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Drugs - Time to legalise - The Economist


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Says the bloke who spends every single day hoying lumps of iron around in a room full of sweaty men :lol:

Hold the phone, you can't have a pop at me for that given you posted your before and after body transformation pictures :lol:

Edited by Dr Gloom
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Am wondering how much you've got done this morning....and am also wondering how much sleep toontl has got too? :D

 

Got loads done, been doing an article for True Faith this morning :D Baby due in less than a fornight and I'll be off for 5 weeks once it arrives so I'm keeping my head down and avoiding getting involved with any new work right now.

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Even when I've had good stuff I still thought the same. It's only any good if you combine it with other substances

 

Chez is now running around his work like a pharmaceutical willy wonka

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Of course drugs should be legalised/regulated. It's the most frustrating topic in the world to debate. No matter how much empirical, logical or medical evidence you put forward, you'll get shouted down with abuse/emotive blackmail/told you're wrong just 'because'.

 

It's not because I think drugs are cool, or because of any underlying psuedo-libertarian ideals that 'the state shouldn't tell me what I can and can't put in my body!!!!' (although I do agree with that somewhat). It's because I want less people to die.

 

Drug policy within a nation should focus on what has the best possible outcomes for society. Now quite clearly, the best possible health outcomes for society would be if nobody at all touched any drugs (alcohol and tobacco included), but unless your name is Peter Hitchens, I think most people will admit that it's just not feasible, and people that want drugs will get drugs. So what is the next best possible outcome for society? Harm minimization/death reduction due to a policy of education and regulation.

 

Let's take MDMA as an example, but it's a similar story for pretty much any prohibited drug (other than very soft i.e. weed or very hard i.e. crank/crack/smack):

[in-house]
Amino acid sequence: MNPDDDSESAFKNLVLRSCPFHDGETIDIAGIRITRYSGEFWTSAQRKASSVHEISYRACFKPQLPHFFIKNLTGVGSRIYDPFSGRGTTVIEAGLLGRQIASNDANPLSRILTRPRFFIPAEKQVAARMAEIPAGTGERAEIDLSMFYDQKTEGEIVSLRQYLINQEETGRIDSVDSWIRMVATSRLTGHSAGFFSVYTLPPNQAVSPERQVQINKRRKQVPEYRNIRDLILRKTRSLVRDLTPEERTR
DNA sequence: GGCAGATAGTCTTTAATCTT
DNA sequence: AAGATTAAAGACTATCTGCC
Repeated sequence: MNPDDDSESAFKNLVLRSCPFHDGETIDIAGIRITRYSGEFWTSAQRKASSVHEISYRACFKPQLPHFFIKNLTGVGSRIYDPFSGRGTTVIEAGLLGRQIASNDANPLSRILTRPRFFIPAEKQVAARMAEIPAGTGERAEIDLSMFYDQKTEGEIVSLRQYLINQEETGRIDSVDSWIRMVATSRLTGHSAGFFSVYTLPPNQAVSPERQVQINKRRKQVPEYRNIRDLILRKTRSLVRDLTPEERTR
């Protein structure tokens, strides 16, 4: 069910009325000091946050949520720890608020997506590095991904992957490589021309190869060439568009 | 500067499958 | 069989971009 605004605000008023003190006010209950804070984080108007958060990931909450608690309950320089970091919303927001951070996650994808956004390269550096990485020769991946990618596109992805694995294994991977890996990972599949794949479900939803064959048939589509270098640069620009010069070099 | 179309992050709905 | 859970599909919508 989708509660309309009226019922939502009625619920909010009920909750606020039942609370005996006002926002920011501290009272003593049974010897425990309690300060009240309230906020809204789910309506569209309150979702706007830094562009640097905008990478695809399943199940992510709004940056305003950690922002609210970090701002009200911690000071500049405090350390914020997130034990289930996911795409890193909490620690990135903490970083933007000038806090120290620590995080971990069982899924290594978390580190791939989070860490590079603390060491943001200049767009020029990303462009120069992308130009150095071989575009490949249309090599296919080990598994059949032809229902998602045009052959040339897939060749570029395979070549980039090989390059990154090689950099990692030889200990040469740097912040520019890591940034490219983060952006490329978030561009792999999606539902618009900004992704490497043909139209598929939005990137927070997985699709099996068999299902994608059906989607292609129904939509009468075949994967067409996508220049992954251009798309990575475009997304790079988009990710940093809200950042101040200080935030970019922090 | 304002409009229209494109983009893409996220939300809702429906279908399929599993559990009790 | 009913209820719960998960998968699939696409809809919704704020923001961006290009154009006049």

MDMA itself, the stuff you get in 'ecstasy' tablets, is no where near as unsafe as the media make out (it's not risk free either like as some online would have you believe). Potential death from MDMA can occur in the following ways:

 

1. Approximately 2/100000 people simply cannot properly process MDMA, and even small amounts can be toxic, it's comparable to an allergy, and unless immediate medical attention is sought then death is likely. If MDMA was a regulated substance, then anyone wishing to use it would be able to get a simple 'allergy test' prior to using it, to see whether it will be deadly for them. Easily avoidable.

 

2. Too much water. I think everyone's heard of the case of Leah Bett's - hell it was brought up on a debate I saw on TV last week. But what most people fail to mention is that her death was a result of her taking an ecstasy pill, and then consuming 7 and a half litres of water in the space of 90 minutes. A lack of education killed Leah Betts. Her friends were under the impression that you need to drink bucket loads of water if you consume MDMA - but in face it increases water retention in the body, and too much water will dilute sodium levels to the point permanent brain damage as a result of swelling occurs. Tragic, and preventable.

 

3. Heatstroke. Once again preventable with basic education. The substance raises body temperature and blood pressure while active, and as a result it's important to take breaks from dancing and consume sensible amounts of water.